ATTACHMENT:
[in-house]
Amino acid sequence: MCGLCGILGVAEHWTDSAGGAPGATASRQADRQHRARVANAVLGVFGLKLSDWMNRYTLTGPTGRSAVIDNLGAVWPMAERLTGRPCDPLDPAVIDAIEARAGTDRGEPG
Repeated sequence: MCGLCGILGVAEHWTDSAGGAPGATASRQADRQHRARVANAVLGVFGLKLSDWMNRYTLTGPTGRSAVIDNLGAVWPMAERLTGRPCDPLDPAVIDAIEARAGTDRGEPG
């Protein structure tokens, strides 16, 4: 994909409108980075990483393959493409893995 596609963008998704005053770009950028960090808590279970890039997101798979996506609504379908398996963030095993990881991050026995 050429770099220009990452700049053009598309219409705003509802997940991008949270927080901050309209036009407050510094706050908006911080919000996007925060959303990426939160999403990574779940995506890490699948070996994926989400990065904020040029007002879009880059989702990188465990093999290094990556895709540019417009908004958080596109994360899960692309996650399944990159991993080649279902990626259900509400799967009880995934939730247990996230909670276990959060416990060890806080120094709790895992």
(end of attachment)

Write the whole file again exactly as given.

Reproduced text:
[in-house]
Amino acid sequence: MCGLCGILGVAEHWTDSAGGAPGATASRQADRQHRARVANAVLGVFGLKLSDWMNRYTLTGPTGRSAVIDNLGAVWPMAERLTGRPCDPLDPAVIDAIEARAGTDRGEPG
Repeated sequence: MCGLCGILGVAEHWTDSAGGAPGATASRQADRQHRARVANAVLGVFGLKLSDWMNRYTLTGPTGRSAVIDNLGAVWPMAERLTGRPCDPLDPAVIDAIEARAGTDRGEPG
């Protein structure tokens, strides 16, 4: 994909409108980075990483393959493409893995 596609963008998704005053770009950028960090808590279970890039997101798979996506609504379908398996963030095993990881991050026995 050429770099220009990452700049053009598309219409705003509802997940991008949270927080901050309209036009407050510094706050908006911080919000996007925060959303990426939160999403990574779940995506890490699948070996994926989400990065904020040029007002879009880059989702990188465990093999290094990556895709540019417009908004958080596109994360899960692309996650399944990159991993080649279902990626259900509400799967009880995934939730247990996230909670276990959060416990060890806080120094709790895992």